To register with SAM, you should have your data universal numbering system (DUNS) number, your taxpayer identification number, and basic information about your organization on hand. You will also need to prepare a notarized letter confirming that you are the authorized entity administrator before SAM will activate your registration.

After you have registered with SAM, you will need to do the same with Once you have a account, you may add a profile to associate with an applicant organization and use the My Account features to manage profiles within your account. After you have registered, you are ready to start preparing your grant application and proposal.

Tips for the Writing Process

To identify the grant that would best benefit your library, you may want to request copies of successful grants from previous winners. Try to use the criteria that reviewers will use to score the application, and if possible, focus on the impact the project will have on people. Back up your grant application with research. Write clear objectives, detail your plan of action, and describe your budget realistically. Identify how you are going to plan for the future and how your goals fit into that plan.

Grants usually start with a call for proposal. Be sure to examine it carefully, because the goals and objectives of the grant proposal are often found there. Write down any questions you have about your grant proposal, and contact a person at the funding agency. Remember that the funding agency wants to support organizations that take the application process seriously. Use basic vocabulary while writing your grant proposal. Refrain from cluttering it up with complicated jargon that is usually reserved for a report or a scholarly article.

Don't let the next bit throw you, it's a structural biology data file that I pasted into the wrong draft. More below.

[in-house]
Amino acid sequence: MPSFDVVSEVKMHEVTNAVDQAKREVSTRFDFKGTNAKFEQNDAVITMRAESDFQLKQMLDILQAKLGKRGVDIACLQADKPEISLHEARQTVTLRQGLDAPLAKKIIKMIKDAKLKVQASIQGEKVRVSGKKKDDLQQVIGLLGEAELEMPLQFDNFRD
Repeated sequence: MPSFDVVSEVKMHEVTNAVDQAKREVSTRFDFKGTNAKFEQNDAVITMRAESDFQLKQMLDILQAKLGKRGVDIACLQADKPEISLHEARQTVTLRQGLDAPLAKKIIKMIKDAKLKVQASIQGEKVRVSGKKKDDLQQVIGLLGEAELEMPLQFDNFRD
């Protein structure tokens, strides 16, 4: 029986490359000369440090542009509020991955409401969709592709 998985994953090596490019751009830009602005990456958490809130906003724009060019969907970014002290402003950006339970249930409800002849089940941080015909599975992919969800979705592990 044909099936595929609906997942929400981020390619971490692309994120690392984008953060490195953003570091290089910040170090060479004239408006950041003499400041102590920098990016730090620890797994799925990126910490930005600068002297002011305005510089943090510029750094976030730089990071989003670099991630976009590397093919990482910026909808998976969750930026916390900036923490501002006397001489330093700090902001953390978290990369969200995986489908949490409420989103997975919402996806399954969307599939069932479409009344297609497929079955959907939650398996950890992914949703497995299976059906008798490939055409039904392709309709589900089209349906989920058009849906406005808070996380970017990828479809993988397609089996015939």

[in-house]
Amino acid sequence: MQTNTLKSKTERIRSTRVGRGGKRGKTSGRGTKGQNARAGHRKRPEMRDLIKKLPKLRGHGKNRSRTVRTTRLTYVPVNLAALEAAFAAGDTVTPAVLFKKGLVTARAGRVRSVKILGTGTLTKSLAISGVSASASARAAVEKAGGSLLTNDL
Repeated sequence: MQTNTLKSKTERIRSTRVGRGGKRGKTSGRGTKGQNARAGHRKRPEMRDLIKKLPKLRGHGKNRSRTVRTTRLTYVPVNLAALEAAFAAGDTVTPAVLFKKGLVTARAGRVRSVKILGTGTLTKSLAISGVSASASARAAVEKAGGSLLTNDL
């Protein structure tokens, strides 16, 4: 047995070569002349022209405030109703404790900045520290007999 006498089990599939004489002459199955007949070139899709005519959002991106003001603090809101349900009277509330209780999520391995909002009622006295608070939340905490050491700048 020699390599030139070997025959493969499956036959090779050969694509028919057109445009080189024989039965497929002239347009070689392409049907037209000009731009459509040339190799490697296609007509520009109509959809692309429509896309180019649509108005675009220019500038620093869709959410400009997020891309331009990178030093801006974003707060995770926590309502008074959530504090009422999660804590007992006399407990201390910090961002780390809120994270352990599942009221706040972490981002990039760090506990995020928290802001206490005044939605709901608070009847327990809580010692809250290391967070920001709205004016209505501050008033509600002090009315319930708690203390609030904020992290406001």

Grant writing requires flexibility and planning, as each funder you are applying to may have different objectives and goals, different due dates, and various reporting requirements. Each grant has its own set of criteria, so you will need to think about the structure of your proposal. Ask yourself what kinds of preliminary information you will require and how you will assess and document your needs. Grant proposals have a greater chance of being selected if they are accurate and appeal to the providing institution.

Think about the grant-writing process the way you would think about applying for a job. You wouldn’t apply for a job you’re not qualified for, so why would you waste your time applying for grants that don’t support your organization’s financial needs, mission, and goals?

Remind the readers of your grant proposal how important your library is to your community. Don’t forget to illustrate how your library’s work aligns with a specific funder’s mission. If you have the opportunity to request feedback, do so.

Grant writing is all about asking for money. You will need to know your library’s budget inside and out. Follow the specific guidelines each funder requires for outlining your budget. Some funders might require that a portion of the money be matched by your library’s budget. These grants may require a little more work, and they normally need verification that the funds are available.

Make sure you identify clear objectives for your library when applying for grants. State your problem, articulate the data that supports it, and plan for future reporting that involves calculable measurements. More than likely, you will be asked to submit reports outlining the progress of a project.